Meet the Grassroots Green Cleaning Leader Who Doesn’t Shy From a Challenge

We are thrilled to welcome Tommy Little, Georgia Tech’s Manager of Building Services, to our Green Clean Schools Leadership Council. Little has helped to build Georgia Tech’s award-winning program through patience, courage and a philosophy built on healthful cleaning principles. Under Little, Georgia Tech’s program earned the 2007 Green Cleaning Award Honorable Mention and continues to lead the way with its innovative program and thorough approach to implementation.

Green Cleaning Out on a Limb
Little has been practicing green cleaning at Georgia Tech since 2003. “Back then there was a lot of thought about green chemicals not being effective and just being more expensive,” he recalls. In order to push forward with their green cleaning plan, “We really had to go out on a limb where other universities hadn’t.”

The switch to green cleaning was helped along by a professor. She was having negative physical reactions to a cleaning agent that Little and his team were using in the building where she taught. Most days, they weren’t allowed to clean that building, and the school would have to send the professor home if disinfection was necessary. This was an untenable situation that got Little thinking about alternate ways to clean the campus. “If there’s something out there that is healthier to clean with, then we should use it,” says Little. They pursued greener, healthier alternatives despite the doubtful culture at the time. “We were not afraid to take the challenge.”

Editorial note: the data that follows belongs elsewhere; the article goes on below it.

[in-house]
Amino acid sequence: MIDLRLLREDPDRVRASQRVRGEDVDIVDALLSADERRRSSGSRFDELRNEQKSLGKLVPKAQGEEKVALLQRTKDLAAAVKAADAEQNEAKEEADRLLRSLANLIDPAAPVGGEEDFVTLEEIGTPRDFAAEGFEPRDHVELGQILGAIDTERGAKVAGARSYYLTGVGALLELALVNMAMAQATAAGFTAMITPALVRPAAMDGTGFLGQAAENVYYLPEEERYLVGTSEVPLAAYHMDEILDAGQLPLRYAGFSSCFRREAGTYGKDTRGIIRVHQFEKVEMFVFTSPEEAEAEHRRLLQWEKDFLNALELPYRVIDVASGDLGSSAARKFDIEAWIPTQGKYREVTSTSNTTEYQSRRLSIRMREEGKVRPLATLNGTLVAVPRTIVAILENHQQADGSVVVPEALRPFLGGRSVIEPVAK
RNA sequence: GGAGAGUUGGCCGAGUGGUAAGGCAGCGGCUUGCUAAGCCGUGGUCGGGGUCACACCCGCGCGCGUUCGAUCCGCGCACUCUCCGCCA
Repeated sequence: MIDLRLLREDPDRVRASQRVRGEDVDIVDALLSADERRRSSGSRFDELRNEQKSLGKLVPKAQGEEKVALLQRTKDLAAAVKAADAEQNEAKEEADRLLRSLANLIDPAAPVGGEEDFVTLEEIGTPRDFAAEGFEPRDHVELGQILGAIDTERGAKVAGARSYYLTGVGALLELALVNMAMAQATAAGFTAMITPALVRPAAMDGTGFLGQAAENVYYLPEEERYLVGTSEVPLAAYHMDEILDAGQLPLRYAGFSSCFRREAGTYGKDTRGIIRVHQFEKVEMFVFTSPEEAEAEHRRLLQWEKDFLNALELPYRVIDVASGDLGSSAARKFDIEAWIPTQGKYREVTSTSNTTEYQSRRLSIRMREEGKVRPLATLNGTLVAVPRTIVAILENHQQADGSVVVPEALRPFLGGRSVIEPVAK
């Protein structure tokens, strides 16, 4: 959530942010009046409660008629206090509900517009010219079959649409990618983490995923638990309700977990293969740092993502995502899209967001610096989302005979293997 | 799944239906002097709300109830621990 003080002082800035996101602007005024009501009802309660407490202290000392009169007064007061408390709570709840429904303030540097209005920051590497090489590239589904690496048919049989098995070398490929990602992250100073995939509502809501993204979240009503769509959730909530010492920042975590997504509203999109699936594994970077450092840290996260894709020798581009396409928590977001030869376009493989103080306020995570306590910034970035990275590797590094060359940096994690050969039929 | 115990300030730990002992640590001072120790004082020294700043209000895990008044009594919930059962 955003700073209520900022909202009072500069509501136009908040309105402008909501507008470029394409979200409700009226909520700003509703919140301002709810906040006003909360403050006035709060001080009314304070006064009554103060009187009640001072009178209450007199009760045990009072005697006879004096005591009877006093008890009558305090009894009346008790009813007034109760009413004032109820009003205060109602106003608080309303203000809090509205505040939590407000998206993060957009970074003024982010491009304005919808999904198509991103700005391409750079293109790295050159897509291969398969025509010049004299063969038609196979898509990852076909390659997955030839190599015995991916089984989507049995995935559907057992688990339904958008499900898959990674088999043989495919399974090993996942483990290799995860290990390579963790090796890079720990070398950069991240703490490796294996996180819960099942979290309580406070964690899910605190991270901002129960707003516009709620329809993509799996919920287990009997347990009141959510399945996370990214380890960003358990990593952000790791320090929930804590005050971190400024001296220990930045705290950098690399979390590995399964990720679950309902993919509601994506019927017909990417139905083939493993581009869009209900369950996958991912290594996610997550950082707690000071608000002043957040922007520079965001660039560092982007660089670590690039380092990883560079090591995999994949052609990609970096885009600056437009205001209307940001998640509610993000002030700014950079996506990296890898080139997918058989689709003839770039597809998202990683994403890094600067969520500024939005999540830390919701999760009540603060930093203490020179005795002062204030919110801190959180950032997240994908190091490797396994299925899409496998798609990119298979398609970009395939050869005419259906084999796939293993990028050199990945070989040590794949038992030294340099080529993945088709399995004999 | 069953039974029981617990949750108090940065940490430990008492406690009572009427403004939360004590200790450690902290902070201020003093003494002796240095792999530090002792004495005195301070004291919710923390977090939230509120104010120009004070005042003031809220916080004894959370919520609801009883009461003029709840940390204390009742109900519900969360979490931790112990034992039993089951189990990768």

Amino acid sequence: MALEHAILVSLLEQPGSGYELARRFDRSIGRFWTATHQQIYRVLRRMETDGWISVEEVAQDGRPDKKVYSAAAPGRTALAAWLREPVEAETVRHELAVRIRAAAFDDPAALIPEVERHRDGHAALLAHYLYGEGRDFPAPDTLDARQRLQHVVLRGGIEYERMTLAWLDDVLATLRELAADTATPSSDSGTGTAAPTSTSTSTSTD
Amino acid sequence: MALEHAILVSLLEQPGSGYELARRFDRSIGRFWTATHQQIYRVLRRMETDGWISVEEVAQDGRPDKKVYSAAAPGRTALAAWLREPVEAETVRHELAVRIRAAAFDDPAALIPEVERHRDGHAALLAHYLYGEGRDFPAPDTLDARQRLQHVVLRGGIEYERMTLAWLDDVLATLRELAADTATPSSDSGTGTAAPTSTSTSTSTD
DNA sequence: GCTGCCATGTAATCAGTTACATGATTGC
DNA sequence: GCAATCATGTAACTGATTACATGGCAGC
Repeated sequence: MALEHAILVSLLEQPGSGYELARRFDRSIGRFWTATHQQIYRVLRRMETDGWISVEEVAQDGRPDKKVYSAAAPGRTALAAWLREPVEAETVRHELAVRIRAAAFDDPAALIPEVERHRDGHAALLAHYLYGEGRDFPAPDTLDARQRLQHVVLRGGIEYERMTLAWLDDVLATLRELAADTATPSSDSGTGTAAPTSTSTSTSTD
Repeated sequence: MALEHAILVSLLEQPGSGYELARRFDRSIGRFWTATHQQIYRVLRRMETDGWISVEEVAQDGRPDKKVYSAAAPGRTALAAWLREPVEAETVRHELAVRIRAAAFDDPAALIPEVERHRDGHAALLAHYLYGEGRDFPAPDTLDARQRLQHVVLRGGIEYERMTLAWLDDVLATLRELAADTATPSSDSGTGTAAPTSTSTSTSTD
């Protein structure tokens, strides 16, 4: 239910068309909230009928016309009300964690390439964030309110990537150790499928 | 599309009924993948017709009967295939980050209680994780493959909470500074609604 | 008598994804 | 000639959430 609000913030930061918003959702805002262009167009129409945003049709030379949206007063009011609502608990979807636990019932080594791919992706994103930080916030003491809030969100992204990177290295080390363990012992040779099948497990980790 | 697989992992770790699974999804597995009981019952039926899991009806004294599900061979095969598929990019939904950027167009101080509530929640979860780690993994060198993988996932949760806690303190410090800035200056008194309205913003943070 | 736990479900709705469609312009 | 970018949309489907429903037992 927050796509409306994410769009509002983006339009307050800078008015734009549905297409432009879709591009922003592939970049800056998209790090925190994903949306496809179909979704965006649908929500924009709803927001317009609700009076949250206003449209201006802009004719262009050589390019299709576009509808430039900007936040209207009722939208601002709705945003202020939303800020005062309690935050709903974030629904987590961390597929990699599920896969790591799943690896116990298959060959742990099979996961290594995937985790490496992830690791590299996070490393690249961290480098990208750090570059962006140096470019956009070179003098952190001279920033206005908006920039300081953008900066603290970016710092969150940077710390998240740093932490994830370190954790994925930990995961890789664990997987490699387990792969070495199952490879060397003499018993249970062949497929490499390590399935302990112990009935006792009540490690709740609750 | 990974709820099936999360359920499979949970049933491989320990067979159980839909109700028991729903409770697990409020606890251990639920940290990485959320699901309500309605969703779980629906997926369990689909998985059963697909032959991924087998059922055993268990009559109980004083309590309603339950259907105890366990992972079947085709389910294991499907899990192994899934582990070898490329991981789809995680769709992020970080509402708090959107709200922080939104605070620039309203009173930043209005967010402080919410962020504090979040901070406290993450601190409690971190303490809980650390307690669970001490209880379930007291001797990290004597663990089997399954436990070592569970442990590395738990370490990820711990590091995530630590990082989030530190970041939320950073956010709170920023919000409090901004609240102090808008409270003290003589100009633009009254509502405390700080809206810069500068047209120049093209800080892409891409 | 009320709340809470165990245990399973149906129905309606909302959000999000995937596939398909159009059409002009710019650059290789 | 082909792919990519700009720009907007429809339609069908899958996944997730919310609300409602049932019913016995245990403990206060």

Grassroots Green Cleaning Team
The result was a switch to green chemicals, where all staff members, including the professor who was having bad reactions, could enjoy a healthier work environment. From there, Little and his team focused on equipment that used less water and chemicals, searching for third-party certifications when possible. This meant a new approach to training staff, too. “We had a training process to educate our employees on what we were doing and why we were doing it,” says Little.

The approach worked. Georgia Tech’s program won the Green Cleaning Award for Schools and Universities Honorable Mention in 2007. Little thinks of the green cleaning program at Georgia Tech as a grassroots organization. When they started making these big changes to how they cleaned, “there was no flagship organization that had all the answers,” remembers Little. “We were just learning as we went. When no one else is doing it, you’re the leader. That’s what inspired us to work so hard.”

Ask Little Yourself
The Green Clean Schools Leadership Council brings together award-winning school facility managers to provide up-to-date guidance to us here at Healthy School Campaign on new developments in green cleaning in addition to directly advising other school facility leaders. As a member of the Council, Little will be a valuable resource for those starting new programs. His words of advice? “There’s no rush.”

“When you’re first starting out, take your time and do it responsibly,” he advises. “Don’t just do it overnight because your boss wants it done. You have to grow your program and engage your audience including custodial staff and those you serve, because you want buy in.”

Fill out our program assessment to begin your relationship with the Council and to start learning from award-winning experts like Little. The Council’s guidance is customized to your program’s needs and desires, plus it is completely free of charge. If you have any questions about the Council, contact Mark Bishop at